I had quibbles here and there with the worldbuilding and story, but OMG did I ever love Kizzy, one of the Best! Characters! Ever! Chambers must have had so much fun writing her, seriously. I have a new ambition: to write a wild impulsive uninhibited extrovert who is as much fun as Kizzy. Wonderful character building through dialogue. I wound up becoming quite attached to all the characters, including the ones who were thoroughly unsympathetic at the beginning. I also liked the rather intimate feel of the story against the very wide-scale background, which Chambers pulled off despite frequently switching the pov. And as I say, I liked the resolution. There are sad things about the ending, but it is not a downer.
(9) INDIE. Today’s Brevity cartoon has a kind word for writers from Middle-Earth.
(10) ANNIHILATION CASTING. Uproxx reports Ex Machina’s Oscar Isaac and Alex Garland are teaming up with Natalie Portman — “’Annihilation’ Becomes A ‘Star Wars’ Party As Oscar Isaac Joins Natalie Portman”.
Based on Jeff VanderMeer’s novel, the story follows a team of female scientists exploring “Area X,” a supposed environmental disaster zone in a future America. Portman’s character, never identified by name in the book, has the ulterior motive of looking for her husband, who was lost on an expedition. In the grand tradition of environmental disaster areas with creepy pedigrees, things get weird pronto for the expedition as Things Are Not What They Seem, but Portman is unlikely to stumble across a little green dude with a strange grasp of sentence structure.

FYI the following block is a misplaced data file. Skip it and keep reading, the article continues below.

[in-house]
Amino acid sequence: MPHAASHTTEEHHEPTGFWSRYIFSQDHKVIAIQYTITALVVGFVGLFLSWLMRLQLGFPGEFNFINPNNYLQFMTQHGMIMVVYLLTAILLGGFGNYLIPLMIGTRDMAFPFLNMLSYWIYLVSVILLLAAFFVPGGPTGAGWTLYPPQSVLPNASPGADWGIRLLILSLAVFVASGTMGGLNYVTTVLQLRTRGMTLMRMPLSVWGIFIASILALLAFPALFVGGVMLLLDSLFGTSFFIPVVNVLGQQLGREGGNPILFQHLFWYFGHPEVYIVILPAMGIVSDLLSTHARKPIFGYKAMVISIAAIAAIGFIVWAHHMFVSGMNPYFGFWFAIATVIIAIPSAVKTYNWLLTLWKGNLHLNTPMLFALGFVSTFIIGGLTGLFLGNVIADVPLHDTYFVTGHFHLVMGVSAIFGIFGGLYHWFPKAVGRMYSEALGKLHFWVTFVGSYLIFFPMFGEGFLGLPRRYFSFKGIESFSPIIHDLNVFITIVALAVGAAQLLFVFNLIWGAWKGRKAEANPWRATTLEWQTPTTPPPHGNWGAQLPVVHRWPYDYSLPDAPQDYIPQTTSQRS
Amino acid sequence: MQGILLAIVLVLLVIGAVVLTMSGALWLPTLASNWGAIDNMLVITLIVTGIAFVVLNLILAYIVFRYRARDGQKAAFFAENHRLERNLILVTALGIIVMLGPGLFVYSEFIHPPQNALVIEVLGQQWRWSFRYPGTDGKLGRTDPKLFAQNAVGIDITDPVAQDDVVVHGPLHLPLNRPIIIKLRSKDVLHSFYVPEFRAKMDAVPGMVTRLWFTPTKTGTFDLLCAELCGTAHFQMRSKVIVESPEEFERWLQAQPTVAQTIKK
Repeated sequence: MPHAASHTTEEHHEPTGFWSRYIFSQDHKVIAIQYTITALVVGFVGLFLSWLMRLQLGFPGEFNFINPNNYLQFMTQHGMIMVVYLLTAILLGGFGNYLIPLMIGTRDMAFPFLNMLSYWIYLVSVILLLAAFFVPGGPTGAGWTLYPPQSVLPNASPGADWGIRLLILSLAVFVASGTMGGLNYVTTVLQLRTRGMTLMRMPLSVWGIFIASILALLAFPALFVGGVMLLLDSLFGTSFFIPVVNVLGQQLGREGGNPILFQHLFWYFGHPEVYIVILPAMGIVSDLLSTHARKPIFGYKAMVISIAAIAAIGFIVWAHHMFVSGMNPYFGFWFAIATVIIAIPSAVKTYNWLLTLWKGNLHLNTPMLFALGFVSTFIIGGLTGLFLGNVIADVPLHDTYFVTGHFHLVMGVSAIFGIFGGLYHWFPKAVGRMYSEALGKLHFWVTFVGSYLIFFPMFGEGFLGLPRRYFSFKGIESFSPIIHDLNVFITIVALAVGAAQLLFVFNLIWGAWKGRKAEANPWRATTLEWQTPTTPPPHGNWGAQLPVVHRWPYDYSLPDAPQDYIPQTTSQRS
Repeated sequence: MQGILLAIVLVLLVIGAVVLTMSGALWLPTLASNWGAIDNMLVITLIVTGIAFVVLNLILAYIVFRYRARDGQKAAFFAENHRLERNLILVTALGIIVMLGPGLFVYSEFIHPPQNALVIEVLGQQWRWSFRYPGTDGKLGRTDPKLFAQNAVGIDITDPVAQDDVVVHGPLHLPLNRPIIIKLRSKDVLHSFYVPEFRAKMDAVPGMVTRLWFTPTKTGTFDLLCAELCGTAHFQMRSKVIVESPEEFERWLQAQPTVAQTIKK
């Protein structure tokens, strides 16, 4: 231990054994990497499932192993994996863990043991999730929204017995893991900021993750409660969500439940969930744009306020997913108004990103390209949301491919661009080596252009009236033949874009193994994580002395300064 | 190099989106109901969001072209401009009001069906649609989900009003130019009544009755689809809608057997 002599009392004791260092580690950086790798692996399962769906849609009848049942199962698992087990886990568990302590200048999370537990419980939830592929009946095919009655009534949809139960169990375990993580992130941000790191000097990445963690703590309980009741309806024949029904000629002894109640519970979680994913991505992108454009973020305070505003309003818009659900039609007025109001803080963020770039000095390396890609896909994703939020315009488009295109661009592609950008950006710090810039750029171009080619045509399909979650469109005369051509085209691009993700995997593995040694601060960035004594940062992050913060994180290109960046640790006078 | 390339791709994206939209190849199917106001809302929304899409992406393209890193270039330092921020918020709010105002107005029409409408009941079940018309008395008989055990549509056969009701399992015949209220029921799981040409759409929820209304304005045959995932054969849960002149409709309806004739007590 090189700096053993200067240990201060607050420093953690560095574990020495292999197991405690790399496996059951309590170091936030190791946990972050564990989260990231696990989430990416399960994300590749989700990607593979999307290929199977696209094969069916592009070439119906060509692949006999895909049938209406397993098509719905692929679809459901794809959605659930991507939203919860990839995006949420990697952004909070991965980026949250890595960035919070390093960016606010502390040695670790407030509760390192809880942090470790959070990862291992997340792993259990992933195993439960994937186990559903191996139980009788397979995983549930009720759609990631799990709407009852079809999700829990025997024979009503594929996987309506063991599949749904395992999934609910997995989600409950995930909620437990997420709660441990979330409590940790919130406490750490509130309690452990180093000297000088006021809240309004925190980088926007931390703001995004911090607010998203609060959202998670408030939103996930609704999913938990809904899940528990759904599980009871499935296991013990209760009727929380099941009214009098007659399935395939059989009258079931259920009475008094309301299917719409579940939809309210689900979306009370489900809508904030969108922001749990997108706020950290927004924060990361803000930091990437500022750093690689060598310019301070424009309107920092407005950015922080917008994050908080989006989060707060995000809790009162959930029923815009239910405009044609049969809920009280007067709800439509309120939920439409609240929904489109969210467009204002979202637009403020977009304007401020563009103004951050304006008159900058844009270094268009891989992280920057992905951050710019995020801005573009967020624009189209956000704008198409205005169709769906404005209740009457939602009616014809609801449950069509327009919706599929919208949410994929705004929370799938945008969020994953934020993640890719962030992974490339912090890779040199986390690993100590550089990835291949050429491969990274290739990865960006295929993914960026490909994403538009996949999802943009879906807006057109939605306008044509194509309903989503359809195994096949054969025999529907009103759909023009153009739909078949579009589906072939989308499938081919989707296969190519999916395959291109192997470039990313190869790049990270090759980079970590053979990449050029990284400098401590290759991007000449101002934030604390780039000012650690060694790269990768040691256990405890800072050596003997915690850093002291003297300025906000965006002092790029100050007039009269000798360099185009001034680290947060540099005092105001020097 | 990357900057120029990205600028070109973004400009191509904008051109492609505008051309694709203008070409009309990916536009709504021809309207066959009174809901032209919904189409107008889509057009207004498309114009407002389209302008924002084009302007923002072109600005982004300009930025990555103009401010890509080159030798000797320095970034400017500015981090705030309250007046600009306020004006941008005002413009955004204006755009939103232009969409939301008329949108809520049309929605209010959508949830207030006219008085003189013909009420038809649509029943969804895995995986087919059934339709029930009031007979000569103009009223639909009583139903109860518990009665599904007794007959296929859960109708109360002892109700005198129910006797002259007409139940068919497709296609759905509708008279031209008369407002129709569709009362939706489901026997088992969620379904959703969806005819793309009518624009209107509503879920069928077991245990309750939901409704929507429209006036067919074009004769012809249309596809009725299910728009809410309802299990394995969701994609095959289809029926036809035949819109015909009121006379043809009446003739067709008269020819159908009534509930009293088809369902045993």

(11) COMPLAINT DEPARTMENT. Jonathan McCalmont was dubious about being quoted in yesterday’s Pixel Scroll:
Wait… So according to File 770, I'm a sad puppy now?
— Jonathan McCalmont (@ApeInWinter) April 3, 2016
The correct context of yesterday’s tweet may not have been Puppies, but rather McCalmont’s general policy, tweeted today –
Ugh genre culture.
— Jonathan McCalmont (@ApeInWinter) April 3, 2016
(12) DROP EVERYTHING. AWOL announces “Tasmania Is Currently Looking For A ‘Chief Wombat Cuddler’”
OK I know what you’re thinking, what even is a Chief Wombat Cuddler? Well, you’ll be the chief… of… wombat cuddlng at Tassie’s Flinders Island. Makes perfect sense.
Apparently over the past few weeks, a cheeky wombat from our southernmost state has been getting quite a bit of attention online thanks to a real cute YouTube video. Derek the wombat – great wombat name, by the way – lives out on Flinders Island, and because the Internet is all but obsessed with him, the folk over on the island have decided he needs a little company….
All you have to do is fill out the application form here before 10pm on April 16. Entrants must be over the age of 18 and of course, love cuddling wombats. What are you waiting for!?
[Thanks to John King Tarpinian, Michael J. Walsh, Will R., and Kyra for some of these stories. Title credit goes to File 770 contributing editor Cora.]